IN 1943 Philip Van Doren Stern wrote a short story – The Greatest Gift – about an unhappy man called George Pratt.
A number of his friends told him how much they had enjoyed it, so he published it privately (remembering to protect it by personal copyright) in 1945: a copy of it then ended up in the hands of a senior executive from the RKO film studios. He bought it for $10,000 (an enormous sum at that time) and tried to work it into a project for Cary Grant, before selling it on to Frank Capra, one of Hollywood’s most famous and influential directors. The 1946 film version of The Greatest Gift is now known to most of us as It’s A Wonderful Life.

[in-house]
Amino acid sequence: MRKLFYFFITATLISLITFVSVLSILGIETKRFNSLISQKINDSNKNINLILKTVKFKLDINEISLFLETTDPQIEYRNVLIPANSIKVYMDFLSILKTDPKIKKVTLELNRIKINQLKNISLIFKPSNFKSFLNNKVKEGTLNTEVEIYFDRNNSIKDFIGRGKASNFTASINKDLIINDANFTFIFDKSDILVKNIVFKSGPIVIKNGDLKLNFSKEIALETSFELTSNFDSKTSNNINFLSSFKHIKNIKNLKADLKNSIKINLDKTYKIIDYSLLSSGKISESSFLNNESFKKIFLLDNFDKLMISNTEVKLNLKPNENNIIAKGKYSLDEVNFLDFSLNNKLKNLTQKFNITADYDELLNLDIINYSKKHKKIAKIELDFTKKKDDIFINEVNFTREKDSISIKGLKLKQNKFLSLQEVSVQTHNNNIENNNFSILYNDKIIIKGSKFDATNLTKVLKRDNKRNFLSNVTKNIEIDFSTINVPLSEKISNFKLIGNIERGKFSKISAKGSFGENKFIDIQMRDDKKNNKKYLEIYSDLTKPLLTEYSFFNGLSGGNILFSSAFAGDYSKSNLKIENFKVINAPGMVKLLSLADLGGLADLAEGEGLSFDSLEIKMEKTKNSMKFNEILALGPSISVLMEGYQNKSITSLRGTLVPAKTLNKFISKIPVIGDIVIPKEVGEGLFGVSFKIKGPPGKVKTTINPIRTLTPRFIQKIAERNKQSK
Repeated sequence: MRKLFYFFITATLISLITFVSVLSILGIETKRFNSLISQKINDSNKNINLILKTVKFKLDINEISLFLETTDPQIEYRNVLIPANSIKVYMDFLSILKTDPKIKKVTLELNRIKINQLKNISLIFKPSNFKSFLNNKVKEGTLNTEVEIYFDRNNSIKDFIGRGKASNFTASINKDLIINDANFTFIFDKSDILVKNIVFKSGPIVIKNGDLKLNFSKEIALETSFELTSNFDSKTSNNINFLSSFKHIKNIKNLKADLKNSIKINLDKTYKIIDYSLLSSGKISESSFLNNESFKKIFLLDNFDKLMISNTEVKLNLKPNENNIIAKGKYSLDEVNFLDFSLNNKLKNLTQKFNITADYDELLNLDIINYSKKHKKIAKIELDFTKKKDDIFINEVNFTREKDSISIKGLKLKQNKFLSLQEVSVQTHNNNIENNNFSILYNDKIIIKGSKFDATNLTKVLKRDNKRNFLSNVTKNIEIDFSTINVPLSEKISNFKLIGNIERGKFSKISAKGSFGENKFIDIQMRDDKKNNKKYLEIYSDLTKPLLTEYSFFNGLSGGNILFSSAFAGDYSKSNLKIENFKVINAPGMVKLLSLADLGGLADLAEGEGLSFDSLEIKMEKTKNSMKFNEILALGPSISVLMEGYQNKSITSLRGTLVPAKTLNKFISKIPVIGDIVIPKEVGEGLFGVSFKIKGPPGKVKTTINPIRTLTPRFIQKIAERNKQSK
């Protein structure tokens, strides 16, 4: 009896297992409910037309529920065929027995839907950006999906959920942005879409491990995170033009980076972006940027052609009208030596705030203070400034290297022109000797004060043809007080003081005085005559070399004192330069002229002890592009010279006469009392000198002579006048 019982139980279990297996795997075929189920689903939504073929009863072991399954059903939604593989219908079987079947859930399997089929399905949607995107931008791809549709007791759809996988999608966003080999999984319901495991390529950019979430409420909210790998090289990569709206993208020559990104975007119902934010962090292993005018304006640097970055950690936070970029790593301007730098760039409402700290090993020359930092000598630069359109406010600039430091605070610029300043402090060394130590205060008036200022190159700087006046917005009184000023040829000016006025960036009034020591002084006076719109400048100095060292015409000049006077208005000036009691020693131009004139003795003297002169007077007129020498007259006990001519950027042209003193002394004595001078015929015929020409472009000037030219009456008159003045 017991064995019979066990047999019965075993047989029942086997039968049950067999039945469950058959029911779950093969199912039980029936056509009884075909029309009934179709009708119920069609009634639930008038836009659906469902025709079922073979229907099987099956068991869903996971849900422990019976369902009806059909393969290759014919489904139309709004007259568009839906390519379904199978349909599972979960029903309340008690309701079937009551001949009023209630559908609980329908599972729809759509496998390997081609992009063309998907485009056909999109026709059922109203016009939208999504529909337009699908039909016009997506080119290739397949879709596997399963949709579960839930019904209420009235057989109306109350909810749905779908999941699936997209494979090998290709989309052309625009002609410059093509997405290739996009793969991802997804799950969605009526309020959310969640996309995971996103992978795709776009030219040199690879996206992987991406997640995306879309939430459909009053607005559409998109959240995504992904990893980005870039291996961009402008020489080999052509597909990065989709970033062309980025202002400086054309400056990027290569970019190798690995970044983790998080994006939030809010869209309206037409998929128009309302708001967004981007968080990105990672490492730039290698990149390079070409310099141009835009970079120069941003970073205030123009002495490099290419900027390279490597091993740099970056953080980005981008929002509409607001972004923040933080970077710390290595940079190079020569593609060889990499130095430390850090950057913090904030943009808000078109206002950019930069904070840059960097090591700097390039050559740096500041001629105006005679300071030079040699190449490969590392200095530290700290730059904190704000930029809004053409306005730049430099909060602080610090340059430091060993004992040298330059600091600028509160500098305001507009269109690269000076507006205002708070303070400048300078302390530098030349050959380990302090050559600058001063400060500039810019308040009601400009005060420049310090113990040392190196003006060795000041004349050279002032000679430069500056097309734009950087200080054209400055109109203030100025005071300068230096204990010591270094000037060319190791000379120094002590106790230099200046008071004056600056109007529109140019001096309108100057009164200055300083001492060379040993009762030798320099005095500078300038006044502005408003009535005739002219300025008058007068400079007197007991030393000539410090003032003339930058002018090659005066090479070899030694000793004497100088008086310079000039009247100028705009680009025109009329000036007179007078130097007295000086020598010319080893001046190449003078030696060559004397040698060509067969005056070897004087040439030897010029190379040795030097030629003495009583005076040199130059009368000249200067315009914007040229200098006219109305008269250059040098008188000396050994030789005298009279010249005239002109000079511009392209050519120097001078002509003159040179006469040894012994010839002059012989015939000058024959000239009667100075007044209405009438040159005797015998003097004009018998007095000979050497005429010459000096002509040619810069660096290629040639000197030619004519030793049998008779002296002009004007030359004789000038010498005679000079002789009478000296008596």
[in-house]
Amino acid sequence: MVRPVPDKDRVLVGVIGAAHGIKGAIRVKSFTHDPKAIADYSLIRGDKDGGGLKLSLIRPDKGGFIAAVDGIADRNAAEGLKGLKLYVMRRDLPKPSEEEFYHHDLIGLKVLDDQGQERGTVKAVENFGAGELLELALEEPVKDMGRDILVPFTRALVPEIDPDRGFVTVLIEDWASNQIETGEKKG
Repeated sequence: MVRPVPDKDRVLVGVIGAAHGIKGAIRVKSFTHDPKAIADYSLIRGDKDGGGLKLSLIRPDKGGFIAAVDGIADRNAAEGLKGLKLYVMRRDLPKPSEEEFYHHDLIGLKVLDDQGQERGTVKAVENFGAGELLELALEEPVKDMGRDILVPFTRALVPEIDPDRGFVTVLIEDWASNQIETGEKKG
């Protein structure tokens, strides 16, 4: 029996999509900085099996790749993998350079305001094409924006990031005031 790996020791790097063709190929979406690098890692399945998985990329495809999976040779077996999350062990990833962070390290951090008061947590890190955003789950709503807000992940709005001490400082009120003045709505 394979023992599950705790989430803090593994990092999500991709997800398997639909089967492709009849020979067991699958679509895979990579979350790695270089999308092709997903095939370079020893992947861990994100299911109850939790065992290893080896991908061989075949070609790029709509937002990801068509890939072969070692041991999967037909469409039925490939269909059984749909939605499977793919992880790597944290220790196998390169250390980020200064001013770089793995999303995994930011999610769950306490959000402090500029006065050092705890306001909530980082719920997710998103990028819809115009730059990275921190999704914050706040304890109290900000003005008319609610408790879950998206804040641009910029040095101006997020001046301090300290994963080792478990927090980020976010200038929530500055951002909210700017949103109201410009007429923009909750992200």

I think all of us have, at some time, felt like George Bailey, owner of the Bedford Falls Building and Loan Society. He’s always wanted to brush the dust of the town from his shoes and explore the world: but as every opportunity beckons another obstacle gets in the way, leaving this talented man to spend his life struggling along on a small salary while trying to keep his business and clients out of the greedy hands of an avaricious banker. And when, through no fault of his own, he faces bankruptcy and scandal, he contemplates suicide and wishes he had “never been born”.